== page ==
How long does it take to charge an electric car? Depending on your charger type and battery, it can take anywhere from 1 to 72 hours.

The great thing is, you can do the charge time calculation yourself, which I’ll go over.

Because charging time is a huge factor when it comes to EVs. It’ll definitely test your patience when you’re used to pumping gas in five minutes tops.

Surprisingly, many new EV owners quickly realize charging is super convenient. Even more so than going to their local gas station. You can charge your battery as you sleep in bed or sit back in your office.

It’s important to note though, the charge time of your battery depends on many variables. Just think of your phone battery. I’m sure you’ve found the charge time for your phone is never a constant.

**Factors that affect an EV’s battery charging speed**

The below 6 factors affect the time it takes to charge your EV’s battery.

**#1 Battery size**

The larger your battery, the longer your charge time. You measure your battery’s capacity in kilowatt-hour (kWh).

**#2 Current battery charge level**

Charging your battery from empty takes longer. If you’re topping up your battery from 50%, you’ll find the charge time greatly decreases.

**#3 Max electric vehicle charge rate**

Every electric vehicle has a max charge capability. When you connect your EV to most chargers, you provide Alternating Current (AC) to your car. While noting, your EV stores energy as Direct Current (DC) in your battery.

To convert AC power to DC power, your car uses an onboard charger (AC to DC converter). Different EVs have different rated onboard chargers. Let’s say your onboard charger has an 11kW rating. As a result, you can’t charge your car any faster by plugging it into a 15kW rated Level 2 charger.

Your onboard charger limits your charging capabilities with Level 1 and 2 chargers. And to keep cost and weight low, the onboard chargers of EVs always have limited power ratings.

Another way to view the max charge rate is in terms of amps, which is a function of power. For the **Tesla Model 3**, Tesla states,

“Maximum charge rate for Model 3 Standard Range is 32A (7.7kW) – up to 30 miles of range per hour.”

**Important Note:** *DC Fast chargers charge fast. You’re no longer converting AC to DC using your car’s onboard charger. Instead, you use the charger’s industrial-rated AC to DC converter to charge your car. *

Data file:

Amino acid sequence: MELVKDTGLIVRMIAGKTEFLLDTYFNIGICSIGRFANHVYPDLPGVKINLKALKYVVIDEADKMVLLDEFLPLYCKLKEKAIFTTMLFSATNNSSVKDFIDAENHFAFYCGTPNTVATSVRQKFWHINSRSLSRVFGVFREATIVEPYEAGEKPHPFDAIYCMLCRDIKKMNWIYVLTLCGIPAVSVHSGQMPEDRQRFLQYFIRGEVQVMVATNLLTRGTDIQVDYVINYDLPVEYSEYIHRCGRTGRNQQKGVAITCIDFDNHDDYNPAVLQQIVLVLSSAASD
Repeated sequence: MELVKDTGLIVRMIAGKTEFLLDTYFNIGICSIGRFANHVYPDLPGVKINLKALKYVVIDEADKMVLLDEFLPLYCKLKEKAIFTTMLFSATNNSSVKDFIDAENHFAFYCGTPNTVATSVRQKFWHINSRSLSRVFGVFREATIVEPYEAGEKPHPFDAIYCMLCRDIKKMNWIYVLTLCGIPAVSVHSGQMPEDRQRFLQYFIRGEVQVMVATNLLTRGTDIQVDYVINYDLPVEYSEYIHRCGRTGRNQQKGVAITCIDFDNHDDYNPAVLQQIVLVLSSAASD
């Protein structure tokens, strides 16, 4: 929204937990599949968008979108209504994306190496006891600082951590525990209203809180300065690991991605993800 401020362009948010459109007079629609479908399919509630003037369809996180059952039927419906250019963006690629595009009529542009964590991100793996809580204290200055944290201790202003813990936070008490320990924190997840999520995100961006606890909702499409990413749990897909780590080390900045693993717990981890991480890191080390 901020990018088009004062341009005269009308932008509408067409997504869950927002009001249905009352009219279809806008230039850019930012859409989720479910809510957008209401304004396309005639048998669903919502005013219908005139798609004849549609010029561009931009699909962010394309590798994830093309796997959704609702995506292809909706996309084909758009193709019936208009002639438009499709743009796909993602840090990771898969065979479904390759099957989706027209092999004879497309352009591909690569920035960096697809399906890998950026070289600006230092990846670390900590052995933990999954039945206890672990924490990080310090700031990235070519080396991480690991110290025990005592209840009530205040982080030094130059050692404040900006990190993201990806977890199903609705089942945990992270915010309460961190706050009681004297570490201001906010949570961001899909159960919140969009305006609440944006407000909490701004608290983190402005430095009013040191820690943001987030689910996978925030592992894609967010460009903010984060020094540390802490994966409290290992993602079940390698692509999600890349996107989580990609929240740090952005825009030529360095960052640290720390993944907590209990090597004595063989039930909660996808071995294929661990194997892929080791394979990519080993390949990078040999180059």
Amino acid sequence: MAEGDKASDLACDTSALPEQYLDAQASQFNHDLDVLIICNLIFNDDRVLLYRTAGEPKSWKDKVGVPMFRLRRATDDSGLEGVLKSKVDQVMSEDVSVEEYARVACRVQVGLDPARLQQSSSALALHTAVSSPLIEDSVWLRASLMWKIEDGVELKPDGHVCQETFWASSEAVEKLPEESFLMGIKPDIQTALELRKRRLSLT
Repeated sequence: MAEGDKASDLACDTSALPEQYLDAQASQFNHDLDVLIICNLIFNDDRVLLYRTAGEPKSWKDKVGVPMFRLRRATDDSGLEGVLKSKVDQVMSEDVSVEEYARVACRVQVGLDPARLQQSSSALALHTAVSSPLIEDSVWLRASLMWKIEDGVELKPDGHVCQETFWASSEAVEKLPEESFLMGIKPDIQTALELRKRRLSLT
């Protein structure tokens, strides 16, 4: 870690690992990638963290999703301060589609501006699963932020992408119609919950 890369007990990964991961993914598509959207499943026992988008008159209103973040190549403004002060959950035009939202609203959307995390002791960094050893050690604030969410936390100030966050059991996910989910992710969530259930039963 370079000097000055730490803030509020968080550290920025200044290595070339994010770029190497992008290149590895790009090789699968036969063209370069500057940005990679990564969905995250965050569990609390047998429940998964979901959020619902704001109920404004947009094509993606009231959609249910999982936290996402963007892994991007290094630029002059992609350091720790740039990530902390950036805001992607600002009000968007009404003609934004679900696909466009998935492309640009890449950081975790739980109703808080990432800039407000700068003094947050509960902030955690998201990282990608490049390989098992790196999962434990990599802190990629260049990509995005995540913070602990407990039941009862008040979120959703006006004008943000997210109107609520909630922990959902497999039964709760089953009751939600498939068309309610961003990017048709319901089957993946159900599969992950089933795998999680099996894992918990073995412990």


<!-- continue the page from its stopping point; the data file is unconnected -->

*But, there are still limits. Every EV has a BMS, Battery Management System. The BMS controls your charging session and tells the charger how much power to supply. *

*The Tesla Model 3 can support up to 250 kW, which the V3 Superchargers deliver. This despite the Model 3’s onboard charger rating of 11.5kW. *

**#4 Max charging rate of the charger**

**Different charger types** have different power output ceilings. Let’s say your EV has an onboard charger rated 15kW. But if your charger’s power rating is 10kW, the peak charge will be no greater than 10kW.

**#5 Battery tapering**

The charge from low battery capacity to 80% is fast. But from 80% onwards, the charge slows down to protect the battery. This is because of the inherent characteristics of batteries. Even more, this battery charging profile is entirely controlled by the EV.

To visualize this charging profile, let’s use a crude water example.

Think of filling up a glass of water. Say you want to fill the glass to the brim without overflowing even a single drop. To pull this off, you’ll first turn the water faucet on full blast. Then, as the glass fills up, you slowly turn the faucet down to only get the last few drops of water you need.

**#6 Weather conditions**

Cold temperatures lead to longer charging times. This is because the electrochemical reactions in batteries are temperature-dependent.

**Important Note:** *many EVs can combat the effects of cold weather. Some clever engineers designed in the warming of batteries before you charge. This allows for faster charging. *

**Learning the car charging units**

Understanding the basics of electricity when it comes to charging is critical. More specifically, learning about kW and kWh.

These two acronyms you’ll see a lot when it comes to EVs. Where the k, kilo, is 1,000. So kW is 1,000 watts.

**W** = watts is a measurement of power. A watt is 1 joule of energy used or produced per second. If you turn on a 100-watt bulb, it’ll draw 100 joules of energy every second it’s on. So a 50,000-watt battery charger will charge a battery faster than a 10,000-watt battery charger.